January 8, 2013
Dear Friends in Christ,
So many of you have expressed your condolence or held our family in your prayers upon my mother’s death that it seems fitting that I express my gratitude and write to you about God’s graciousness in how she passed. It was a good death. My sister, Pam had been caring for my mother as she has lived these past nine months in a Christian Retirement Home in California. The week before her death she aspirated and developed pneumonia. Unable to swallow either food or liquids my sister took her to the hospital for some tests. When it became clear there were decisions to be made my mother still in possession of her faculties chose to be released from the hospital to my sister’s home under hospice care. With all that was transpiring here my sister and I talked about when I should fly to California. When she called on Monday, December 10th to inform me that my mother was failing very quickly Allison and I immediately booked a flight for the next morning. We flew to LAX arriving just before noon, rented a car and made the three plus hour drive up the coast, all the while praying that we would arrive in time.
When we got to my sister’s house in Santa Margarita my mother (having insisted my sister have her up) was sitting on the couch with our daughter Adelia, who lives nearby. We spent an hour and a half together talking and laughing. She was lucid and in possession of her faculties, though it was an effort for her to speak. Around 5:00 p.m. she requested to go to bed. Our daughter later told us she thought my mother was going to die some 45 minutes before we arrived but she gently shook her awake and said, “Hold on grandma they are nearly here.” Later I went into her room and read some psalms to her. My brother-in-law soon joined me—I sitting on one side of the bed and he on the other as I read one psalm after another. At one point George and I began to talk about the current challenges the diocese and I were facing with the Episcopal Church. It soon became obvious my mother was listening. I had told her of the various developments in the past months so we she was aware of the challenges. I should tell you I grew up at Trinity United Methodist Church. My mother had been “Mrs. Methodist”—a delegate to District and National Conferences, President of her United Methodist Women and a recipient of the Bishop’s Award. So I looked at her and with a smile jokingly said—“Mom, I guess you were right, I should have stayed a Methodist!” She looked up at me with that knowing look, unable to say much, gave only nod. After dinner I went in and prayed with her the Lord’s Prayer, the 23rd Psalm, parting Prayers, and kissed her good night. As Allison observed later her body was entirely spent. By 5:00 a.m. the next morning, December 12, 2012 she had passed through the curtain that separates this life from that which is to come and into the glorious company of the saints in light.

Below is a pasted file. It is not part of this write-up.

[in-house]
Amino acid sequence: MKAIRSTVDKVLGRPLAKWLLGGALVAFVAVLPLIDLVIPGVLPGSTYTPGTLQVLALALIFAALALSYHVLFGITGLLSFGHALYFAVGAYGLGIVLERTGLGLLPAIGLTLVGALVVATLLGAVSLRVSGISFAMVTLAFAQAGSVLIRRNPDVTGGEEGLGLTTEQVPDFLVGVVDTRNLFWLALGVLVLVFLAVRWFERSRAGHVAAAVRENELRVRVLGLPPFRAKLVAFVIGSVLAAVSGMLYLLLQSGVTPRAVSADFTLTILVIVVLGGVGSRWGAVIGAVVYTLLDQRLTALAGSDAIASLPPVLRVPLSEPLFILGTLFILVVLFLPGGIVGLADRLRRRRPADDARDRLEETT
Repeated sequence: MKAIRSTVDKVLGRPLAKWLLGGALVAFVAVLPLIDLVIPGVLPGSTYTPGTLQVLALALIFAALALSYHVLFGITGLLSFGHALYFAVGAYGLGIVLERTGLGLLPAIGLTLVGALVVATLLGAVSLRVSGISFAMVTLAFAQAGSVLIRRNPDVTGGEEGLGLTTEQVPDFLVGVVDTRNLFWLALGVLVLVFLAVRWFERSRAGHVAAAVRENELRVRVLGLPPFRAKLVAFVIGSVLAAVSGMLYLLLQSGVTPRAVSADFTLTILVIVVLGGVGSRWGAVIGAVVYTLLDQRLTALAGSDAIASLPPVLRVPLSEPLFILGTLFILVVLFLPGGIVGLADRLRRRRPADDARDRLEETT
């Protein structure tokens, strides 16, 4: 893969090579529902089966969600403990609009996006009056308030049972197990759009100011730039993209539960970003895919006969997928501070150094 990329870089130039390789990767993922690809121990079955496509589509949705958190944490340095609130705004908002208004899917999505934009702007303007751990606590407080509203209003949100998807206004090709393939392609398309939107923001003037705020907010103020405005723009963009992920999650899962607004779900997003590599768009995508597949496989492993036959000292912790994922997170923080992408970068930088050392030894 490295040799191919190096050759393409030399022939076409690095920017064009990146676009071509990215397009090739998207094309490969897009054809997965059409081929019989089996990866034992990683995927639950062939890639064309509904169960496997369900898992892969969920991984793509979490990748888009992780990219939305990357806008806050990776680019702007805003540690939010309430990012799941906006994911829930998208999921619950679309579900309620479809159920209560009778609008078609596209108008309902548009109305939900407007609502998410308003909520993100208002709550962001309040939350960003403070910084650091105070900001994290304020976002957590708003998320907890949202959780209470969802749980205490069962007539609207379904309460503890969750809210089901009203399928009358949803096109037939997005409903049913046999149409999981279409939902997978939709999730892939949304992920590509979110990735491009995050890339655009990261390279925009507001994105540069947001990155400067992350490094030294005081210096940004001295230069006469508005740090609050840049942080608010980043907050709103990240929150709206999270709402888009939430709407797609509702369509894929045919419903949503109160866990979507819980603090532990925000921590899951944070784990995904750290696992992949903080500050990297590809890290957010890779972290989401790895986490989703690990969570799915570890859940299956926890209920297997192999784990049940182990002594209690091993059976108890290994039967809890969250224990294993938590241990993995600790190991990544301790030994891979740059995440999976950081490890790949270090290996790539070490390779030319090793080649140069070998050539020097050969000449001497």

Her funeral was that Saturday at Trinity United Methodist Church, her home parish where we her children were raised and where she had served for so many years. I preached the sermon and gave the prayer of commendation. It was a grace-filled time for which I am grateful. For the prayers of many; for the chance to see and talk with her while she was still lucid; for time to pray and read the Scriptures with her; for time with family and long-time friends I give thanks. But most of all I rejoice in this: For the opportunity to preach the Good News of Jesus Christ and the hope of the Resurrection—recalling those influences that had helped to shape her faith. She had several phases in her spiritual journey during which she read writers such as Evelyn Underhill, Richard Foster, Henri Nouwen which I mentioned in the sermon. But finally I focused on the most important of the influences (excepting of course the Bible) John Wesley’s life and writings. To bring Wesley into the mix was to speak of the New Birth, Assurance of Salvation, the Atoning Work of Christ, the Resurrection, and of course the doctrine of Justification by Faith for unworthy sinners—and Wesley’s heart strangely warmed.
It is with a heart strangely warmed that I write to express my gratitude to our Lord for these tender mercies and for the prayers of so many of you here in South Carolina and further afield who have lifted both Allison and me—and my mother, Bertha Ann Coombs Lawrence—before the throne of God the Father and the atoning sacrifice of Jesus Christ and in the power of the Holy Spirit to await the Blessed Hope of everlasting life.
Gratefully yours in Him,
+Mark Joseph Lawrence
XIV South Carolina